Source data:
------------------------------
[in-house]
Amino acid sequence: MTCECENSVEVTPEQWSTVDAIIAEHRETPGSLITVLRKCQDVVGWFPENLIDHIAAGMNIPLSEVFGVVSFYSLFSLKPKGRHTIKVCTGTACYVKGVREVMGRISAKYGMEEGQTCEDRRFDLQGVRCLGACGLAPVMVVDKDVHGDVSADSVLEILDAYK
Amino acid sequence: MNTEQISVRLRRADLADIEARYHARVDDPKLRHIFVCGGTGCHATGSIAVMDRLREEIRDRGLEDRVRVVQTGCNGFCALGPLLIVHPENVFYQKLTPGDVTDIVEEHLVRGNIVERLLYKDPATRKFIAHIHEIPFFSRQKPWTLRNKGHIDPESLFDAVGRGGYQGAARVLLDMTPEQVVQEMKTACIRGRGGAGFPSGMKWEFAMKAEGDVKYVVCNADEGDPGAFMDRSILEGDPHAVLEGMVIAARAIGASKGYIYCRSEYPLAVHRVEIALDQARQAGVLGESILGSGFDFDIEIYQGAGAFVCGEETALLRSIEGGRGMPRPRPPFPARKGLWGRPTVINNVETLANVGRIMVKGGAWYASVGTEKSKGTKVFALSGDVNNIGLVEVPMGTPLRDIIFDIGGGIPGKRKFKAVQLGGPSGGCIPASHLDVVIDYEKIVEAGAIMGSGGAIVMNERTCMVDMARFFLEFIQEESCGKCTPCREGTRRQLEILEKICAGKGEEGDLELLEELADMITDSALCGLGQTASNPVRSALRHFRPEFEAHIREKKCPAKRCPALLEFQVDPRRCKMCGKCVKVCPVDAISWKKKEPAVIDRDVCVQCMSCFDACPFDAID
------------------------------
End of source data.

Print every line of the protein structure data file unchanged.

[in-house]
Amino acid sequence: MTCECENSVEVTPEQWSTVDAIIAEHRETPGSLITVLRKCQDVVGWFPENLIDHIAAGMNIPLSEVFGVVSFYSLFSLKPKGRHTIKVCTGTACYVKGVREVMGRISAKYGMEEGQTCEDRRFDLQGVRCLGACGLAPVMVVDKDVHGDVSADSVLEILDAYK
Amino acid sequence: MNTEQISVRLRRADLADIEARYHARVDDPKLRHIFVCGGTGCHATGSIAVMDRLREEIRDRGLEDRVRVVQTGCNGFCALGPLLIVHPENVFYQKLTPGDVTDIVEEHLVRGNIVERLLYKDPATRKFIAHIHEIPFFSRQKPWTLRNKGHIDPESLFDAVGRGGYQGAARVLLDMTPEQVVQEMKTACIRGRGGAGFPSGMKWEFAMKAEGDVKYVVCNADEGDPGAFMDRSILEGDPHAVLEGMVIAARAIGASKGYIYCRSEYPLAVHRVEIALDQARQAGVLGESILGSGFDFDIEIYQGAGAFVCGEETALLRSIEGGRGMPRPRPPFPARKGLWGRPTVINNVETLANVGRIMVKGGAWYASVGTEKSKGTKVFALSGDVNNIGLVEVPMGTPLRDIIFDIGGGIPGKRKFKAVQLGGPSGGCIPASHLDVVIDYEKIVEAGAIMGSGGAIVMNERTCMVDMARFFLEFIQEESCGKCTPCREGTRRQLEILEKICAGKGEEGDLELLEELADMITDSALCGLGQTASNPVRSALRHFRPEFEAHIREKKCPAKRCPALLEFQVDPRRCKMCGKCVKVCPVDAISWKKKEPAVIDRDVCVQCMSCFDACPFDAID